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GHS designed to reduce work injury from hazardous chemicals

Both in Colorado and around the country, the use of hazardous chemicals in the workplace has become an unavoidable commonplace. OSHA says that some 43 million workers nationwide handle hazardous chemicals in their work duties across a wide range of work venues. The federal agency also publishes a hazard communication standard for reading labels and data safety sheets. One important goal is to train workers so that the risk of a work accident from hazardous chemicals will be substantially reduced.

OSHA's new standard is called HazCom 2012. These revised standards bring the United States into compatibility with what is called the Globally Harmonized System of Classification and Labeling of Chemicals (GHS). GHS was started by the United Nations in order to globalize information about hazardous chemicals. OSHA estimates a possible 500 workplace injuries and fatalities may be prevented per year under the system.

A company violating the standards risks not only increased worker injuries, but also OSHA penalties and fines. There are GHS targeted training programs that are available for American companies. Additionally, the Susan Harwood Targeted Training Grant has been awarded to 18 organizations nationwide. This grant is used for hands-on training and education for employers in a variety of health and safety topics using GHS standards. Instruction kits are provided to each participant, in English or Spanish.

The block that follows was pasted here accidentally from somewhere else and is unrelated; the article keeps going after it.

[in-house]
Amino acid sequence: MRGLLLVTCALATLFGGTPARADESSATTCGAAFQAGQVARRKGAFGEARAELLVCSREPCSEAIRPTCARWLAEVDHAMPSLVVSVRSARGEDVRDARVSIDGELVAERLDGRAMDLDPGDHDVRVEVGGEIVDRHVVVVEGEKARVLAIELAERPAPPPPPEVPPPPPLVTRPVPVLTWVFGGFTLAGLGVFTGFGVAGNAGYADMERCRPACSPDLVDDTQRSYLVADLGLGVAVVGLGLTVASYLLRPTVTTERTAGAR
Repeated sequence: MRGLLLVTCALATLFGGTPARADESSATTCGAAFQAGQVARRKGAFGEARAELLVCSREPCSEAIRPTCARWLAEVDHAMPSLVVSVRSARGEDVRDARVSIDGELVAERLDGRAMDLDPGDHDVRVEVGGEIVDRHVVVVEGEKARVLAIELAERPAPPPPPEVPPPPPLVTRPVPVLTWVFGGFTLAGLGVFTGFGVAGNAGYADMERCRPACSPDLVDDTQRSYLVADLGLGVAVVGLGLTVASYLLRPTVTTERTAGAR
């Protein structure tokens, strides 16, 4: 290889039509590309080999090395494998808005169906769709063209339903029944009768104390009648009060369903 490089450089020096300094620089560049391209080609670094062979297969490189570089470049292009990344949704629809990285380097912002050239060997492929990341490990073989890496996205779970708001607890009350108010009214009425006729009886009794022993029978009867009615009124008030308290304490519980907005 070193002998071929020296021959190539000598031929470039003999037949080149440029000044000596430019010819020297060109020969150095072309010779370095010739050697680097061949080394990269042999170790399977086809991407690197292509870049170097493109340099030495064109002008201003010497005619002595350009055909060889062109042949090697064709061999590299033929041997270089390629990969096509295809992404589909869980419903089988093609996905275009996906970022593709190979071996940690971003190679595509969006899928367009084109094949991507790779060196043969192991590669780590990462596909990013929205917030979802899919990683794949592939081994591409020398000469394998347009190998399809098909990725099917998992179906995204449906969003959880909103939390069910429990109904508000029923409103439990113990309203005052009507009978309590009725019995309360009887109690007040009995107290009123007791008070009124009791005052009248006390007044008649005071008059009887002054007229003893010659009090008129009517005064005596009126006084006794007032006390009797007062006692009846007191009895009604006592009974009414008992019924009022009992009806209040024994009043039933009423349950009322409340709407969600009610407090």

The training program is designed for supervisors, managers, and safety officers and is intended to be passed on for training of workers. One of the main activities of the program is to communicate hazard information and protective measures on Safety Data Sheets and labels. One benefit of the program is to obtain a single classification system worldwide for understanding and communicating the dangers and safety measures for dealing with each chemical.

OSHA’s efforts in Colorado and nationwide are a good step forward. By promoting regulations in American workplaces, the incidence of work injury from chemical misuse may be controlled in an organized and effective manner. The globalization of these standards is an added benefit that will protect workers worldwide and cut down on the need to determine the differences from country to country.

Source: statecollege.com, "PennTAP training works to prevent chemical injuries in the workplace", , June 26, 2014

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